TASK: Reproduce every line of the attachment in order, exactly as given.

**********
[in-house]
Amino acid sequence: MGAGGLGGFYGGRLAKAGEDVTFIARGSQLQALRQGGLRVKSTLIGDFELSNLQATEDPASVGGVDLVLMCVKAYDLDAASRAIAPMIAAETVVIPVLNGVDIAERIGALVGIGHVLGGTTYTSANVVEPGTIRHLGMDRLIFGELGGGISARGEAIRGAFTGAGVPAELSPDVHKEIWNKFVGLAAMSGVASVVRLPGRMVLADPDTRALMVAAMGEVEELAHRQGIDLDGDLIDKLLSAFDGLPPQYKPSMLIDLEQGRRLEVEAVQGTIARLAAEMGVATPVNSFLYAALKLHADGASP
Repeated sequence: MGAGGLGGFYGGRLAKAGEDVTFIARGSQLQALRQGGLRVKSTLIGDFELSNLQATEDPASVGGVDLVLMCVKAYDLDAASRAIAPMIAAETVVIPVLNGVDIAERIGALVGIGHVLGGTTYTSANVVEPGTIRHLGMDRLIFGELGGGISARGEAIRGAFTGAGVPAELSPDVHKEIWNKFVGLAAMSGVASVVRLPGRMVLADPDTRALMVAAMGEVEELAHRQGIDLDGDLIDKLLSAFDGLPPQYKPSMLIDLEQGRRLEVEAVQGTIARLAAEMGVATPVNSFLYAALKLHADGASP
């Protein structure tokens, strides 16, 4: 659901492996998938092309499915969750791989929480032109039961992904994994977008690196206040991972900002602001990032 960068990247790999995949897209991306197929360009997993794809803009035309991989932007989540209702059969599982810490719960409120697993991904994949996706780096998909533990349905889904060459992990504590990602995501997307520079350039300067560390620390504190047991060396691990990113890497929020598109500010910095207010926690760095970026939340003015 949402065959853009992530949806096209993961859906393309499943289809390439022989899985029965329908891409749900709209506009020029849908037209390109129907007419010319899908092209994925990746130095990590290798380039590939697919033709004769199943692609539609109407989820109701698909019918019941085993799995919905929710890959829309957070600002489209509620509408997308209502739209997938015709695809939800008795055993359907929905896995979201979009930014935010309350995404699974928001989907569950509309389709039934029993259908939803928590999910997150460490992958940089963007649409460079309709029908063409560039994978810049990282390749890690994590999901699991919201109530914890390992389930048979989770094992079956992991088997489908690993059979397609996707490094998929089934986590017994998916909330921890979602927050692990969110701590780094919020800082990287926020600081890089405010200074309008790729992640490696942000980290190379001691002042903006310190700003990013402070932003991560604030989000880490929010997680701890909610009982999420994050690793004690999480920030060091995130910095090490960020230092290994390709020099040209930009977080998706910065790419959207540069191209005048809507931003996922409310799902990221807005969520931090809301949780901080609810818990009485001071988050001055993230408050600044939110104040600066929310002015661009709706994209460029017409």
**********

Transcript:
[in-house]
Amino acid sequence: MGAGGLGGFYGGRLAKAGEDVTFIARGSQLQALRQGGLRVKSTLIGDFELSNLQATEDPASVGGVDLVLMCVKAYDLDAASRAIAPMIAAETVVIPVLNGVDIAERIGALVGIGHVLGGTTYTSANVVEPGTIRHLGMDRLIFGELGGGISARGEAIRGAFTGAGVPAELSPDVHKEIWNKFVGLAAMSGVASVVRLPGRMVLADPDTRALMVAAMGEVEELAHRQGIDLDGDLIDKLLSAFDGLPPQYKPSMLIDLEQGRRLEVEAVQGTIARLAAEMGVATPVNSFLYAALKLHADGASP
Repeated sequence: MGAGGLGGFYGGRLAKAGEDVTFIARGSQLQALRQGGLRVKSTLIGDFELSNLQATEDPASVGGVDLVLMCVKAYDLDAASRAIAPMIAAETVVIPVLNGVDIAERIGALVGIGHVLGGTTYTSANVVEPGTIRHLGMDRLIFGELGGGISARGEAIRGAFTGAGVPAELSPDVHKEIWNKFVGLAAMSGVASVVRLPGRMVLADPDTRALMVAAMGEVEELAHRQGIDLDGDLIDKLLSAFDGLPPQYKPSMLIDLEQGRRLEVEAVQGTIARLAAEMGVATPVNSFLYAALKLHADGASP
């Protein structure tokens, strides 16, 4: 659901492996998938092309499915969750791989929480032109039961992904994994977008690196206040991972900002602001990032 960068990247790999995949897209991306197929360009997993794809803009035309991989932007989540209702059969599982810490719960409120697993991904994949996706780096998909533990349905889904060459992990504590990602995501997307520079350039300067560390620390504190047991060396691990990113890497929020598109500010910095207010926690760095970026939340003015 949402065959853009992530949806096209993961859906393309499943289809390439022989899985029965329908891409749900709209506009020029849908037209390109129907007419010319899908092209994925990746130095990590290798380039590939697919033709004769199943692609539609109407989820109701698909019918019941085993799995919905929710890959829309957070600002489209509620509408997308209502739209997938015709695809939800008795055993359907929905896995979201979009930014935010309350995404699974928001989907569950509309389709039934029993259908939803928590999910997150460490992958940089963007649409460079309709029908063409560039994978810049990282390749890690994590999901699991919201109530914890390992389930048979989770094992079956992991088997489908690993059979397609996707490094998929089934986590017994998916909330921890979602927050692990969110701590780094919020800082990287926020600081890089405010200074309008790729992640490696942000980290190379001691002042903006310190700003990013402070932003991560604030989000880490929010997680701890909610009982999420994050690793004690999480920030060091995130910095090490960020230092290994390709020099040209930009977080998706910065790419959207540069191209005048809507931003996922409310799902990221807005969520931090809301949780901080609810818990009485001071988050001055993230408050600044939110104040600066929310002015661009709706994209460029017409």